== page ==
I don’t know whether it’s the back-to-school air or wanting to “hug” the ones I love, but I’m preoccupied with the notion of knitting more little sweaters to send off to small humans of various sizes. These two patterns (one new, the other a longstanding fave) top my list for being both timeless and gender-neutral, all the better for future hand-me-downs —
TOP: Willard Mini by Alicia Plummer is a sporty little drawstring funnel neck I’d love to have in my own closet
This weekend I sewed myself a pair of linen pants, and I was so excited Monday morning to have two whole pairs of seasonally appropriate pants to choose from that I was asking myself why on earth it took me so long to make such a thing?! They’re the same modified Robbie pants I’ve made several times before (always in heavy canvas or denim), and then I remembered, oh right, that was the hold-up. I’ve made several pairs of pants, and I have this shirt shortage, so I forbade myself to make any more pants till I solved the other problem. Meanwhile, I’ve suffered through jeans and canvas pants all summer for several years running! While somehow not even solving the shirt problem.
Well. Now I have linen pants (bonus: that aren’t black!) and will be making a couple more as quickly as possible.
I also finished off another variation on the Fen mods I’ve been working on, another top, and this one is black. It’s a test run for the follow-up to my yellow Fen dress — I wanted to try out a few tweaks first and have quite a lot of black linen in my stash, bought at Elizabeth Suzann’s garage sale a couple years ago for $2/lb. While it’s a test for a dress, I didn’t want a black dress, plus, y’know, the aforementioned shirt problem, so now I have another linen top as well! And it cost me under a dollar to make. For this one, I sized down to an 18 in the shoulders and sleeve, blending that into the size 20 body and hemming it at hip length. You’ll have to take my word for all this since it’s impossible to see, but in addition to a single breast pocket, it has the same 5″ center-back pleat as ol’ yella, along with an 11″ center-front pleat, and I think this combo is going to make a most excellent dress. I have fabric washed and ready.
My goal is to sew one garment per week for the next few weeks, catching my closet up with my seasonal needs while I’ve got this burst of sewing mojo working for me and a solid plan to follow. So it’s full speed ahead at the moment!
I know some of you are thinking “midsummer?!” We’re moments away from kids going back to school; there was a football game last night; the stores are already putting out their pumpkin-flavored-everything displays. But I still have a good 2.5 months of heat to deal with and can’t afford to start dreaming of fall. Although — even as I tell myself it’s ok to make clothes that don’t work in every season, that that’s the only way to really address clothes for hot weather — I can’t help thinking about how the things I make now will both travel and transition. That’s what I’m loving so much about the color palette I shared yesterday, which is also reflected above: It’s a palette for all seasons. And with the focus on garments with sleeves, I’m dealing with those in-between times I truly am unequipped for.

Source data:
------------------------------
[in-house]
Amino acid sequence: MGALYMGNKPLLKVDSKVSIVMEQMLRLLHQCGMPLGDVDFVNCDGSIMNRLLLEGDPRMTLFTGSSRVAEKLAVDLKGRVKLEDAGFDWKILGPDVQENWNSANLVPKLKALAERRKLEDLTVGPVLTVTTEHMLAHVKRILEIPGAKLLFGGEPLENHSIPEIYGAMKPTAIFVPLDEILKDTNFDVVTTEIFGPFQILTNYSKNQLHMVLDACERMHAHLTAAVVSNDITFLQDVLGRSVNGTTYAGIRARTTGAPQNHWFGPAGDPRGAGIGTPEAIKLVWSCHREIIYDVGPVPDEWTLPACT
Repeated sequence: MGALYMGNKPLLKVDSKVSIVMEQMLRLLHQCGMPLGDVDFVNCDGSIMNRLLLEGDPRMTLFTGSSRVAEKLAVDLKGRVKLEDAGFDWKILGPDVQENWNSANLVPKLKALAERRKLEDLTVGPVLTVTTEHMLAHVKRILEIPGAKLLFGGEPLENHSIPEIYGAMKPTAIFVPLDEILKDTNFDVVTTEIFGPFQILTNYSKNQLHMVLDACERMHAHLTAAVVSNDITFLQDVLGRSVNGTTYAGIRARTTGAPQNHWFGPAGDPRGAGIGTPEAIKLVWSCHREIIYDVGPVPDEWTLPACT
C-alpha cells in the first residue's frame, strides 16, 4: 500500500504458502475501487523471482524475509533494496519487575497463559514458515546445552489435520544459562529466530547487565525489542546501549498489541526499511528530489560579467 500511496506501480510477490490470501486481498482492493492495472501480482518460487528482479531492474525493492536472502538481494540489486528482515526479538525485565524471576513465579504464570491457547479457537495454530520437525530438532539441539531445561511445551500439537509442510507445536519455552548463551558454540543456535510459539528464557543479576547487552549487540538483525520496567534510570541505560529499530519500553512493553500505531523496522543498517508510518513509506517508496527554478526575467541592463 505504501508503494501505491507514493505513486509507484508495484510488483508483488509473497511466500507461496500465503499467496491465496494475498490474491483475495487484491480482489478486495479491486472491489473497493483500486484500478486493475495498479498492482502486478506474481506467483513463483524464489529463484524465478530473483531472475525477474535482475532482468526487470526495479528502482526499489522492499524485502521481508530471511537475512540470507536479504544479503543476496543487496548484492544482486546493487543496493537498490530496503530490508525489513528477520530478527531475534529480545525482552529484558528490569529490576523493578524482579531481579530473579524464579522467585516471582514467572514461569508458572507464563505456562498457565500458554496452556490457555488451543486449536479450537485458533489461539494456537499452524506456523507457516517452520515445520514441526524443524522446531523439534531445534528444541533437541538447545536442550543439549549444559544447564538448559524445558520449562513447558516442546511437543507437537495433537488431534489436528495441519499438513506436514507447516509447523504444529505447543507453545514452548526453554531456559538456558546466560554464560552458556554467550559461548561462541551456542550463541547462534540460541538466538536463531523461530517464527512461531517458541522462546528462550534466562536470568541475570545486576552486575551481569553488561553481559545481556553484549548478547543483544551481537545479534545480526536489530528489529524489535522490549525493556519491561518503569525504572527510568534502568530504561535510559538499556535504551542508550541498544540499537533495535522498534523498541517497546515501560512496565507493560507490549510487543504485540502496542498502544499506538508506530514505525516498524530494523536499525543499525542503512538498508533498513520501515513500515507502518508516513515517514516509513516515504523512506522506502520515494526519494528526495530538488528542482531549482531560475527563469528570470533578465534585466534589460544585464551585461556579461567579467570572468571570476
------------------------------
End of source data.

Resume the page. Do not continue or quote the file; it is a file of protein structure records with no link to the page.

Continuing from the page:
The only thing that’s happened to my toffee cable sweater since late June is I finished the first sleeve and cuff. I hope to knit the other sleeve this weekend and get back to the body, wrapping it up soon, because I need to get serious about my fall travel project. You can see I’ve got that skein of green wool-mohair out again, and can’t stop petting it. I’ve decided the very simple everyday stockinette pullover I’ve been planning to knit in navy will be preempted by a cheerful green version, and this Andorra is the precise shade of green I want. Sadly, it’s a warmer blend than I should really knit it in, so I’m pondering that while I finish the toffee sweater.
Meanwhile, I’m all about Linen Quest 2019, as seen in the sketches above — dresses plus mix-and-match separates on the horizon. Sketches 1 and 7 are the Fen dress and tunic mods and I’ve posted in the past week, and sketch 2 is the next variation I’m after. Even more caftany. (Likely making that this weekend!) Sketches 3 and 6, shirtdress and shirt, are slight mods on Liesl Gibson’s Gallery tunic/dress that I’ve sewn and loved before. Sketch 4 is my Hemlock mod from a few years ago, the wool gauze that got away, and I don’t know why I never thought to make it in linen. Sketch 5 is a tweaked Scout tee — a pattern I’ve had for some time and have yet to sew. I want to shape it like the rust one on yesterday’s mood board. And the last two are my pleat-neck tee idea and my beloved modified Robbie pants I’ve made a handful of times but all in heavy fabrics. Time for some linen!
It feels good to have a plan, and to have dusted off my machine. We’ll see what I can accomplish before it wants to go back into hibernation again.
So that’s what I’ll be doing this weekend! I’d love to hear what you’re up to —
So how does a color-shy minimalist like me factor in significant color, as I’m itching to do? That’s what I’m trying to figure out as I pause for the first time this year to think about what I have and what I want/need to make between now and the year-end. As I alluded to before and will talk more about, I’m focused on the most potent needs right now: a Venn diagram of sleeves, dresses and linen, plus addressing the imbalance in my stack of pants, which are almost entirely heavy cotton/canvas and next to no linen or summer-weight anything.